A/C Pro

The Most Common A/C Problem & How to Fix It

So you got up this morning, you drank your morning coffee, scanned your emails, showered and were out the door. So far so good. You noticed that today might be a little muggy. No problem—you are only a few feet away from the sweet, sweet air conditioned comfort of your car. You slip into your car, buckle up, turn the key, and switch the A/C fan on high. It is at that moment you realized that your car has betrayed you. It’s blowing nothing but hot air.  What do you do?

The Most Common A/C Problem & How to Fix It

Number one; don’t panic. Yes, A/C repair can be expensive. I’m sure a part of you is already calculating how much of your vacation fund you will have to raid in order to fix it. But before you write off the summer vacation, there is some sleuthing to do. Once you analyze the facts, you can then determine how expensive solving the problem really is. The good news? In most cases the problem can be solved for under a $100.

compressor engaged and disengaged

So let’s get started. The first thing you want to do is think about how your A/C has been acting over the last couple of weeks. When was the last time that it was blowing really cold? Did it gradually begin blowing hot air over a two week period, or did it happen all at once? Has there been any weird noises coming from the engine when you turn the A/C on? If your car is making really strange or unusual noises when you turn the air conditioner on, you should seek professional help immediately. Also check to see if the compressor clutch is actually turning. This video shows you how to tell if your compressor is turning on or not. If your compressor is not running, seek the advice of a professional. If everything seems fine (compressor is running and no strange noises) then you may have landed in that lucky under $100 problem we referred to earlier.

The most common reason that a car gradually loses its cool is a small refrigerant leak in the system. If your system slowly loses refrigerant over a two week period then a leak additive will most likely fix your problem. Typically refrigerant leaks occur in cars that are over 5 years old because the rubber O-rings that seal the different components of the system have become brittle and inelastic allowing the refrigerant in the system to leak past them.

In most cases this can be cured by adding a refrigerant with a proven stop leak additive and O-ring conditioner. A premium refrigerant such as A/C Pro® contains stop leak additives and O-ring conditioners that will stop these leaks in most cases. It also contains special lubricants that help to extend the life of your compressor. While you’ve got the hood open, check to make sure that there are dust caps on the service ports of your A/C. If there are none, pick them up at your local car parts store and put them on. Dust caps on service ports are not an optional item. They are an integral part of maintaining the refrigerant in your car’s A/C system.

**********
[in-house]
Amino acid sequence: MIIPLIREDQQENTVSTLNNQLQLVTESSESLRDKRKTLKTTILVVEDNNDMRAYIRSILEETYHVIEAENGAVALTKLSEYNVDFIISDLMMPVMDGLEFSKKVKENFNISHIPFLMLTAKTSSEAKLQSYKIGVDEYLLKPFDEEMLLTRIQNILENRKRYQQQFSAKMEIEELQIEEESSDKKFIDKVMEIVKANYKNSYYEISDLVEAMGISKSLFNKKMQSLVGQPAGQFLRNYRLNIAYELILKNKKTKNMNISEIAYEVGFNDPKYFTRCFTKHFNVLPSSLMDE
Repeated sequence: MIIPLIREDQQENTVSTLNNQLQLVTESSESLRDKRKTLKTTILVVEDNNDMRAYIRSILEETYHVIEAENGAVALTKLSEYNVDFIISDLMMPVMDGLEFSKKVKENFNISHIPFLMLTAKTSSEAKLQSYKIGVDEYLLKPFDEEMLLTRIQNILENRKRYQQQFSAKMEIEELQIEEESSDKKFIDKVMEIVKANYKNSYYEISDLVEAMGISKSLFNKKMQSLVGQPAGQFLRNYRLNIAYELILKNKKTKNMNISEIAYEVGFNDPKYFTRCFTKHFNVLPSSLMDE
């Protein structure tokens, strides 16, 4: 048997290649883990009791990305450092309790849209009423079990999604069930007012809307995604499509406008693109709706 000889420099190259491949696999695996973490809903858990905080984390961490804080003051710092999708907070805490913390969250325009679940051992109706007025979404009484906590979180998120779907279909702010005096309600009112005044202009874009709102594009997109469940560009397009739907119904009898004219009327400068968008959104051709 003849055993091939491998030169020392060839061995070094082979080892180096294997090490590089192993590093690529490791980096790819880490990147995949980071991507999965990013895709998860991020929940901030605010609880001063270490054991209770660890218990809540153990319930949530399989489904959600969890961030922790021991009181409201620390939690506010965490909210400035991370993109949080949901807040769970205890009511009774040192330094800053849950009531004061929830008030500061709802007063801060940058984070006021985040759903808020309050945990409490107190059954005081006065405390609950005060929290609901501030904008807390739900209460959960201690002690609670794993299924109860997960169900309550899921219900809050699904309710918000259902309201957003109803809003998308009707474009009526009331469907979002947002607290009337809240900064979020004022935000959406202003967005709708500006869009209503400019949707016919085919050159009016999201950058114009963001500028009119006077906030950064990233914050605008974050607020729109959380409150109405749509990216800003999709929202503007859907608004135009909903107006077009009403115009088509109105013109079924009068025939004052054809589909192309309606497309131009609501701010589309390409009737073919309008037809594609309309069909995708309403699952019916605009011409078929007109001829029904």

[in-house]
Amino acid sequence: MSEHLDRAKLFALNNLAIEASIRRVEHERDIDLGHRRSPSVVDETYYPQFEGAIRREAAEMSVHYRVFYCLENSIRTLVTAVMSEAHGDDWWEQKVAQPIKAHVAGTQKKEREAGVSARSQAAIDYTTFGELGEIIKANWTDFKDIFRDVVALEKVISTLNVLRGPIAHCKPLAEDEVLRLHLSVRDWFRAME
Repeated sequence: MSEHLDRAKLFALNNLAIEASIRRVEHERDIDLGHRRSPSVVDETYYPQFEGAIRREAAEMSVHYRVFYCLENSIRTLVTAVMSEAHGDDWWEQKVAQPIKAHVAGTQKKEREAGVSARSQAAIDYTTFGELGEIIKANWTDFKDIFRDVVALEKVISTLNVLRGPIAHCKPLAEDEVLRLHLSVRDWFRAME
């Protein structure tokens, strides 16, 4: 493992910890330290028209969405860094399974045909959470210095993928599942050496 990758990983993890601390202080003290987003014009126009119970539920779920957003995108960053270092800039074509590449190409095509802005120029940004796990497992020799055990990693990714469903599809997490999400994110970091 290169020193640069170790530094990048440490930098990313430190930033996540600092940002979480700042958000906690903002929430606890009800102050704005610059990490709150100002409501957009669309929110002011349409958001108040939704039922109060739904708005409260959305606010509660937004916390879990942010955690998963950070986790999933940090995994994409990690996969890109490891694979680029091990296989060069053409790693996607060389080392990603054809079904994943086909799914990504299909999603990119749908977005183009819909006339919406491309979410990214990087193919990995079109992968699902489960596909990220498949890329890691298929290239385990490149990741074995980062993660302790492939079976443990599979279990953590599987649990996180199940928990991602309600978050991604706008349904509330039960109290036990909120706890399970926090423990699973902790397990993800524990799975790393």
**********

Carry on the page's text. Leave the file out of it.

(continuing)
In some cases pin hole sized leaks occur in the metal components of the car’s A/C system. Components such as the dryer, evaporator, or condenser are made of metal and require a different type of sealant to stop the leak. A sealant such as Super Seal is perfect for this type of application. Super Seal circulates within the A/C system of the car as a liquid until it is exposed to a crack or pin-sized hole. When exposed to moisture and the outside air it forms a permanent seal in metal components to stop the leak. Super Seal is completely safe and is proven in over a million vehicles. Furthermore, Super Seal acts like added insurance for your system—if other leaks occur, Super Seal will still be in the system and be able to seal them.

Don’t worry; if you can check the pressure and add air to your tire, you are perfectly capable of adding sealant or refrigerant to your car’s A/C system. Remember, now that you’ve evaluated your A/C situation, your decision tree is quite simple:

  1. If the car’s A/C has gotten warm all of a sudden and/or there are weird noises coming from the under hood (i.e. you don’t know whether it is an engine or pile of chains in a cement mixer under the hood) or if you have determined that the clutch on your compressor is not cycling on, then you need to seek professional service.
  2. If the car’s A/C has slowly gotten warm over a period of two weeks or longer and there are no other extenuating circumstances, then chances are you can add A/C Pro® or Super Seal with refrigerant to fix the problem.